down through F in the sole. in the sole. 14 the method of warping a bag card in diag. . When a large portion of any article is without striping introduced into the weaving it is possible to embroider released. CARD WEAVING LOOMS. will then simple stitches arranged in a definite order to give additional interest to the design.• 9 B LEATHER SOLE DIAGRAM 1st needle in the 17. in the sole. loop stitches being very suitable for the is purpose. 2nd —thread up through A down through D needle — thread up through D upper. To attach. In diag. Continue above using the needles alternately. each end of the handle may be placed through a ring and folded back onto itself. These rectangular card looms are printed with a series of dots along the top and bottom edges in such a way as to allow the use of finer threads for tabby weaving without weakening the card as shown in diag. bound and stitched to secure or placed straight through the rings and stitched into position and the fringed ends trimmed to neaten. twist. down through B and up through C in the sole. down through C and up through E as described in the upper. 16. Any puckers must be smoothed away and the ends knotted together. 15 the shape shown and and size of the lining for the particular bag is given as a guide. The ends It are held securely and the centre of the twist — form itself into a cord.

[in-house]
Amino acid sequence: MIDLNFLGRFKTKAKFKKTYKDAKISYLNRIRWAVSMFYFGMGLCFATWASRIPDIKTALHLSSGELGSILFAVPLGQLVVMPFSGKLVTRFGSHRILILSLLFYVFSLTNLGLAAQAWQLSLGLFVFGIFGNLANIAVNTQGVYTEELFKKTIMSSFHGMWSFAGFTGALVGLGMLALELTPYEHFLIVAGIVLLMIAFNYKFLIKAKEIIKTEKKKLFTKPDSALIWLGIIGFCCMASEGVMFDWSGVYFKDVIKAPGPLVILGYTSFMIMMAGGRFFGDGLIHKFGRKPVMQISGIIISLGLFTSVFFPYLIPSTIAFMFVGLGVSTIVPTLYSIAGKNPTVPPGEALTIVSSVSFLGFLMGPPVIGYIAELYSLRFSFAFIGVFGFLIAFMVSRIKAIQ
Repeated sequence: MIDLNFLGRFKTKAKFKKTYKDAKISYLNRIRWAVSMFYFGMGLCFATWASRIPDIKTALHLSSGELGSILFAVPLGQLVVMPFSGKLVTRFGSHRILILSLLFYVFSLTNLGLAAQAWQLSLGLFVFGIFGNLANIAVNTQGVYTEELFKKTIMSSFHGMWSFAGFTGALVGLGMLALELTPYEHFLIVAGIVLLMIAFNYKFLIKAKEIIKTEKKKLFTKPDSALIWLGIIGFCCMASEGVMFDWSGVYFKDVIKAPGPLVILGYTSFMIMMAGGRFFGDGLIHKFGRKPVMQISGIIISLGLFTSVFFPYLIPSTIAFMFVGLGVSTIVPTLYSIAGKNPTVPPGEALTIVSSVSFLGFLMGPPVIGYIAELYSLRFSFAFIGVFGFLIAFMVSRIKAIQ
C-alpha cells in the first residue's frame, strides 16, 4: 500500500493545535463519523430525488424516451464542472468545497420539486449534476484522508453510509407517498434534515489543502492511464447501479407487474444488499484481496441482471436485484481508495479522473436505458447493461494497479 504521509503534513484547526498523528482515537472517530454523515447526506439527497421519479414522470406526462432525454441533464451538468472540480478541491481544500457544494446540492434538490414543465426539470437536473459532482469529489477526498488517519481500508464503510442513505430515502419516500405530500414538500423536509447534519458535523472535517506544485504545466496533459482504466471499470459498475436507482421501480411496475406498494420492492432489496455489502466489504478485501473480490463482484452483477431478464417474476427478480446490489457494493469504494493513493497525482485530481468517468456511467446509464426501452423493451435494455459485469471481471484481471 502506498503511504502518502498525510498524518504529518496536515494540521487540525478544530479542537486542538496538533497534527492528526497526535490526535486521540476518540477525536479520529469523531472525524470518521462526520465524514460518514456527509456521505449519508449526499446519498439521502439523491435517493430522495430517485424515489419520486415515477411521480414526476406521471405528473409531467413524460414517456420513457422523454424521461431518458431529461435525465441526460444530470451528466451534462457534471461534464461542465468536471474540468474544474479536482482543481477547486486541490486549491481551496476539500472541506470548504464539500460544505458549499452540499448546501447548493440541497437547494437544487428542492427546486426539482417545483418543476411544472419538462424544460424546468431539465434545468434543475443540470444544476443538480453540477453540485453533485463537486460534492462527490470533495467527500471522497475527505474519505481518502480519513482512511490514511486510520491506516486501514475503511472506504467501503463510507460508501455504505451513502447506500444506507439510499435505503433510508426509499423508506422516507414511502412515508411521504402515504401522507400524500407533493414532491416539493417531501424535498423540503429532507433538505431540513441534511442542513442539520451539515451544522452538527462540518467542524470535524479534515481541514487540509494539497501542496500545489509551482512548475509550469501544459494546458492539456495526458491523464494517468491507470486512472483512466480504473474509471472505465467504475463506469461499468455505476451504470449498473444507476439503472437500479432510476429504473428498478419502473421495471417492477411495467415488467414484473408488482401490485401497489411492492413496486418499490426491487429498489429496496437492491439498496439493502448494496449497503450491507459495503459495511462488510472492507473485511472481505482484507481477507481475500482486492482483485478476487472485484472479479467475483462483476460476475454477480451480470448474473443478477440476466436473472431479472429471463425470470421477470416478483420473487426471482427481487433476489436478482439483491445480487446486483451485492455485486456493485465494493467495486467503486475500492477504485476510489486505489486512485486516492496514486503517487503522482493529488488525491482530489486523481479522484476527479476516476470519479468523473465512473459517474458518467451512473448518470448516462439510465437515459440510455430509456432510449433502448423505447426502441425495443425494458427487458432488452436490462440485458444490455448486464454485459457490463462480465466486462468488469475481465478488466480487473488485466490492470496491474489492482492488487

.. DRYAD HANDICRAFTS SAINT NICHOLAS London Showroom Printed in England by Nutt : ST.Instructions for the arrangement of the threads will be found printed on the cards. neatly oversew or hem-stitch along the two ends and then cut the loops at the back of the card —trim the ends to neaten before lining and making up. good range of of The method weaving on these cards has already been described in the paragraph on the use of the straight serrated cards (p. one of a is series covering practically every branch of craftwor\. . all who also supply materials and tools for will gladly be the basic crafts. & Stevens Ltd. may The most wool and able in a suitable materials for use fine on these cards are 3 -ply cotton weaving yarn. 7). published by Dryad Handicrafts . Particulars forwarded on application. This leaflet. It is now possible to experiment with finer threads in the designing of fabrics to be woven on the larger looms —always bearing in mind that the small pieces of material woven on the card looms be utilised either as sampler specimens or for some useful or decorative purpose. joins in the warp being made with reef knots by the holes at either the top or bottom edge. When the weaving is completed. both of which are obtaincolours. Leicester. LEICESTER W:CA RS/A/SC 22 Bloomsbury Street.